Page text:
I'm new to Terraform, but how to say run it on a regular server? Is it possible? I am talking - regular on premises machine

EDIT: Years later I come back to this question: Let me reform it. Can Terraform be used to provision a datacenter server, which is not on a hypervisor.

  • 5
    What exactly are you trying to achieve?
    – Kraylog
    Aug 20, 2017 at 13:14
  • 1
    Terraform is golang biniary, you can run it on most operation system (terraform.io/downloads.html)
    – BMW
    Aug 21, 2017 at 1:39

4 Answers 4


Terraform operates by calling into the APIs of various service providers and systems. Thus in principle Terraform can manage anything that has an API, and in practice it has existing support for a few different on-premises-capable systems, including:

If the compute resources in your existing datacenter infrastructure are already managed with one of these systems, or if you are willing to install them, then Terraform can be used to manage at least parts of these systems. (For full details, see the documentation for each provider linked above.)

Terraform's plugin architecture allows support for other systems to be developed, so other API-driven datacenter management systems such as The Foreman could be supported by Terraform, and indeed third parties have developed integrations with others that are distributed outside of the "official set" that HashiCorp hosts.


By default, Terraform does not support bare metal provisioning services for on-prem equipment. However, the Open Source project; Digital Rebar Provision (DRP), has a Terraform Provider that allows the Terraform DSL to operate in conjunction with DRP. The Provider enables full support of bare metal provisioning by use of the Terraform DSL which drives the API of DRP to enable provisioning of bare metal.

The Digital Rebar Provision Terraform Provider is written and supported by RackN. You will need to install the DRP service on-prem, and configure it to enable provisioning workflows that are appropriate for your needs. Once this is done, the Terraform Provider then enables "ready state" infrastructure access to request Machines from the "terraform ready" pool of servers. The servers are then driven through the requested Workflow to configure it according to the operators needs.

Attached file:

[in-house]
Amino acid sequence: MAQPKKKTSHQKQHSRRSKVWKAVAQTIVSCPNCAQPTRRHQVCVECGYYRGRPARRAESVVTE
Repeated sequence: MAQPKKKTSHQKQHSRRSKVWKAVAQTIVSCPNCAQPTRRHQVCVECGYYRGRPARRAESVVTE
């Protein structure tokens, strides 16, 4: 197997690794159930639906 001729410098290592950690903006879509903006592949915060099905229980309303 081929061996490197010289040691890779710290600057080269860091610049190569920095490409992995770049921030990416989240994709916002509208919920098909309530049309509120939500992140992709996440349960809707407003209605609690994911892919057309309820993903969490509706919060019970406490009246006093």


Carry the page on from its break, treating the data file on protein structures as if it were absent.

On "destroy", the machine is cleaned, and returned back to the "terraform ready" pool of servers again. You can find "quickstart" information on getting DRP up and running by visiting the RackN hosted Portal.

As has been pointed out by @Martin Atkins; terraform drives other infrastructure or cloud resources via APIs. This is true also for Digital Rebar Provision. Terraform itself does not know how to interact with bare metal infrastructure. Use of a control or orchestration engine that understands how to address physical systems is required. In this solution - Terraform drives the Digital Rebar Provision service via the DSL, thus enabling provisioning activities of physical server systems on-prem.

For full disclosure - I work for RackN - which fosters and supports the Digital Rebar Provision service and capability.


There is an open-source Terraform Redfish Provider currently being developed by Dell EMC that allows for provisioning, deployment and update of x86 servers out-of-band (via BMC such as for e.g. iDRAC) using standard Redfish REST APIs. For more details on Redfish, please refer to DMTF Redfish specification here. At present, it currently supports following provider resources and data sources:


Data Sources:

  • data_source_redfish_bios
  • data_source_redfish_storage
  • data_source_redfish_virtual_media
  • data_source_redfish_firmware_inventory

The question is vaguely understandable but,

If it means that you want to write Infrastructure-as-Code for your personal on premises servers the answer is NO. Refer to Martin Atkins' answer.

If it means that you want to ssh into your on premises servers and execute terraform routines (plan, apply, destroy etc.), the answer is YES.

Download the suitable binary into your server operating system from here.

  • 4
    If you're running vmware then yes you can, terraform has what's called providers, vmware is one, aws, gce are others
    – strongjz
    Aug 21, 2017 at 12:10
  • 3
    So there is no pure OS provider like in ansible let's say?
    – qubsup
    Mar 19, 2018 at 22:50
  • can we use Terraform to build on-premise cloud like PCF (Pivotal Cloud Foundry). Sep 15, 2020 at 15:02

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